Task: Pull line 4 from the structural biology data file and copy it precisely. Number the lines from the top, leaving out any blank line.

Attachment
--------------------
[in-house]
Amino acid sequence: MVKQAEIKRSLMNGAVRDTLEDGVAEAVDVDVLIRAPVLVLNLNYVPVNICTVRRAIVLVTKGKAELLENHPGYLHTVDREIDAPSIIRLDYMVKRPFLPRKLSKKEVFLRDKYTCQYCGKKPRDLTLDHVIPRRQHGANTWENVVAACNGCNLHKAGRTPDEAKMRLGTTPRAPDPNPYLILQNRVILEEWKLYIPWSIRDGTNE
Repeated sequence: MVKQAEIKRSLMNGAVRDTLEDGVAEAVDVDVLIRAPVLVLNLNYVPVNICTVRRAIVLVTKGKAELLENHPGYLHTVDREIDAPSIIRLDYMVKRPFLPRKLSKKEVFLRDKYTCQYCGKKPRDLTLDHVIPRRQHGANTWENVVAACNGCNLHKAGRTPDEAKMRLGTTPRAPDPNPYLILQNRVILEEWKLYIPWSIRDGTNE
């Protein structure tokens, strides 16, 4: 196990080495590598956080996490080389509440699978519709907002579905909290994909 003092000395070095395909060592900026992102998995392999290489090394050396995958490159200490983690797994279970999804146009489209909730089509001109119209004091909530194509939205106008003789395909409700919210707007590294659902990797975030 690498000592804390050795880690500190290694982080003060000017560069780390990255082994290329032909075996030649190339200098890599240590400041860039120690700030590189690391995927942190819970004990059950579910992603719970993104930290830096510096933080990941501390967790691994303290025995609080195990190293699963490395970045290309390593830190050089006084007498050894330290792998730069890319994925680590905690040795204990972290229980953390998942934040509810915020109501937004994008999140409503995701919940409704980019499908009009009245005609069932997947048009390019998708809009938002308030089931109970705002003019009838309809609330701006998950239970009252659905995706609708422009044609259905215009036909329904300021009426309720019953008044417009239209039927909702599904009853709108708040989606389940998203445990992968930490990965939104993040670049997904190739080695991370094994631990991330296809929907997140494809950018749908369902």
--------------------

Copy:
């Protein structure tokens, strides 16, 4: 196990080495590598956080996490080389509440699978519709907002579905909290994909 003092000395070095395909060592900026992102998995392999290489090394050396995958490159200490983690797994279970999804146009489209909730089509001109119209004091909530194509939205106008003789395909409700919210707007590294659902990797975030 690498000592804390050795880690500190290694982080003060000017560069780390990255082994290329032909075996030649190339200098890599240590400041860039120690700030590189690391995927942190819970004990059950579910992603719970993104930290830096510096933080990941501390967790691994303290025995609080195990190293699963490395970045290309390593830190050089006084007498050894330290792998730069890319994925680590905690040795204990972290229980953390998942934040509810915020109501937004994008999140409503995701919940409704980019499908009009009245005609069932997947048009390019998708809009938002308030089931109970705002003019009838309809609330701006998950239970009252659905995706609708422009044609259905215009036909329904300021009426309720019953008044417009239209039927909702599904009853709108708040989606389940998203445990992968930490990965939104993040670049997904190739080695991370094994631990991330296809929907997140494809950018749908369902």